Directing forces for optimal results
September 30, 2008
Roll forming is a matter of two processes: shaping material using localized deformation with a large amount of material movement (in other words, bending and moving the material). Localized deformation (bending) is a permanent bend with a slight thickness reduction at the bending line. Material movement is a matter of relocating or rotating a section, either formed or unformed, without changing its shape. Although roll forming engineers often address these processes at the same time, it can be helpful to consider forming and movement separately.
Click image to view larger The flower diagram for a formed box shows two distinct forming actions: rotation and horizontal movement.
In simple terms, roll forming is a matter of shaping material using localized deformation with a large amount of material movement. Localized deformation is a permanent bend with a slight thickness reduction at the bending line. Material movement is a matter of relocating or rotating a section, either formed or unformed, without changing its shape. Although roll forming engineers often address these processes at the same time, it can be helpful to consider formation and movement separately.
Figure 1illustrates a formed box that was rotated and moved horizontally to its final position. Preventing distortion during material movement requires elastic deformation in any of four directions: horizontal, vertical, longitudinal, and rotational.
A primary consideration is the workpiece's form and how that form will resist force. To put the least stress on the tooling and the material, the process should move the material in a direction that has a low moment of inertia, whether linear or rotational.
Click image to view larger When a force (F) is vertical, a vertical beam provides greater resistance (I) than a horizontal beam does.
Figure 2illustrates one piece of beam in two settings. A force F is directed downward. The moment inertia of the vertical beam is:1
The moment inertia of the horizontal beam is:
Because d is greater than b, the moment inertia of the vertical beam is bigger than the moment inertia of the horizontal beam. This means that the vertical beam is stronger than the horizontal beam is under the vertical force F. In construction applications, a vertical beam is useful because it is lightweight and strong. In roll forming applications, roll design engineers can take advantage of a horizontal beam feature to move a formed or unformed section to a different location easily without changing it or destroying its shape. A rule of thumb: Do not move a horizontal section horizontally, and do not move a vertical section vertically. If you do, compression will likely wrinkle the inner edge of the bend, and tension likely will stretch the outer edge to a thinner gauge. Eventually waves may develop along the stretched edge.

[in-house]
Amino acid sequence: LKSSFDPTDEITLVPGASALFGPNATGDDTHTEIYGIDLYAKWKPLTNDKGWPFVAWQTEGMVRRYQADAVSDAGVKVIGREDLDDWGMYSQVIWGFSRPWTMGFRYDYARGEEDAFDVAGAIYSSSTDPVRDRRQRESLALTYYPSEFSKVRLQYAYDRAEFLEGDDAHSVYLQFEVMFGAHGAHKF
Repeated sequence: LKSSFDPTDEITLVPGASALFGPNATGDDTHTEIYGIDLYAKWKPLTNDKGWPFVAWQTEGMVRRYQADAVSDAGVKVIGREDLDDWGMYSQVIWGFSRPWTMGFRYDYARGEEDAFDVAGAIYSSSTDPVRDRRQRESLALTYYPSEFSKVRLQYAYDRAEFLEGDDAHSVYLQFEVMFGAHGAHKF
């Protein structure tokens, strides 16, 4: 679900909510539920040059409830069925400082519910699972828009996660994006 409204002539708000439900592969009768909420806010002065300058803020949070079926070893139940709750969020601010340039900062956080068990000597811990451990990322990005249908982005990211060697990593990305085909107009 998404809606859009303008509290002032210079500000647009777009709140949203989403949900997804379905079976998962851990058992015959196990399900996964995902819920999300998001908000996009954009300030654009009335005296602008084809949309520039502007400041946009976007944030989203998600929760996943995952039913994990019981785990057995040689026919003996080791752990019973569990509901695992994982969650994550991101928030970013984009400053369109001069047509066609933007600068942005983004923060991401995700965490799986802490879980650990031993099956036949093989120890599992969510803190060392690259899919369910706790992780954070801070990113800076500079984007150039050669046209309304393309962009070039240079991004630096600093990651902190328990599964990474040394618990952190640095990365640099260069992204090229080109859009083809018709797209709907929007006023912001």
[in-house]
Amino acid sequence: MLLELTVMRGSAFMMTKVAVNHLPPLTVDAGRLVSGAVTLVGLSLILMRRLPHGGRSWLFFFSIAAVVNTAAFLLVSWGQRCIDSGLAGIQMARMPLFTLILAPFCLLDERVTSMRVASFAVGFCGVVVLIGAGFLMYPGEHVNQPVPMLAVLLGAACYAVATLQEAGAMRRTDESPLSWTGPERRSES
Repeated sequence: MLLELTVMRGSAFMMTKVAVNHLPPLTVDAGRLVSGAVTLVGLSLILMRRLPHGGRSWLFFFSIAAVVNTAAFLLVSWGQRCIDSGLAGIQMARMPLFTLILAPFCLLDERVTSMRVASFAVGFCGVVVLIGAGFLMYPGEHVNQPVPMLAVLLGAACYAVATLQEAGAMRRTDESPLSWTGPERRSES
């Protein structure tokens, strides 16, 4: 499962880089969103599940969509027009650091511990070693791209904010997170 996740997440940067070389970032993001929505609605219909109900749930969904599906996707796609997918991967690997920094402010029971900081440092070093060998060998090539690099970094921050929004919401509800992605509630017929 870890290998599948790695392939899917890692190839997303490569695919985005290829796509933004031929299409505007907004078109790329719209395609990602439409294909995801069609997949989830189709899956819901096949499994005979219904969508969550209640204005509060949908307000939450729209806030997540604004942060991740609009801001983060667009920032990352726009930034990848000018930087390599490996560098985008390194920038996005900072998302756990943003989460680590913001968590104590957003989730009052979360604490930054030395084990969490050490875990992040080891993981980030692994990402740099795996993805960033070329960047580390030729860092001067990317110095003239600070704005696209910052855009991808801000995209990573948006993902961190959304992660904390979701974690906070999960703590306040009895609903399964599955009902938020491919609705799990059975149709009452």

Click image to view larger Two rotational axes are through the center of a section (A) and at the end, or edge, of a section (B). Rotating the section through the center results in the least resistance and the least likelihood of deforming the part.
The axis at the beam's center has a smaller polar moment of inertia than the axis at the beam's bottom. This means the axis at the center has less rotational resistance than the axis at the bottom of the beam. Roll form designers can get better forming results by rotating a section about the center instead of the end.
Note: This illustrates one section, or leg, of a profile, not an entire profile.
Figure 3illustrates a section rotated on two axes, center and bottom. The polar moment of inertia with an axis at the center of the beam (Figure 3A) is:2
The polar moment of inertia with an axis at the bottom of the beam (Figure 3B) is:
Preventing Longitudinal Elongation. Elongation in the longitudinal direction is another consideration regarding rotational movement. Longitudinal elongation is not an intentional part of the linear roll forming process, in this case rotational movement. Therefore, it is necessary to minimize the longitudinal elongation.
The length of the section is L. When the section is rotated about the center axis (see Figure 3A), the process stretches the top and bottom edges; the increase in length is ∆D. When it is rotated about the bottom axis, the top edge elongates ∆B. For the same rotational angle,
∆B ≈ 2∆C
Springback Versus Permanent Deformation. For low-carbon steel, the elastic elongation ratio, ∆/L, is less than 0.2 percent.3In other words, any section of low-carbon steel elongated less than 0.2 percent will spring back when it exits the forming rolls; the deformation isn't permanent. This is the goal in longitudinal elongation. If it exceeds the material's elastic limit, it will develop permanent flaws—it will buckle, bow, twist, or wrinkle. Keep the longitudinal elongation ratio less than 0.2 percent to prevent defects.
Keep in mind that rotating a section about the center axis reduces the amount of elongation, helping to prevent forming flaws.
How can these lessons be applied to material movement? Let's look at several strategies for two profiles. The first profile is a common hat; the second is a wide profile that consists of four hats.
Hat Profile. Three flower diagrams show three distinct strategies for producing a hat profile (see Figure 4).
Click image to view larger Analyzing three flower diagrams (A, B, and C) for a hat profile reveals that the C strategy is the optimal forming process.
Wide Profiles. Making a profile with four hats uses the same principle but different forming steps than those used to make a single hat.
In manufacturing a wide product, moving unformed edges laterally is a serious design issue (seeFigure 5).
Click image to view larger Forming wide sections is often a bigger challenge than forming narrow sections.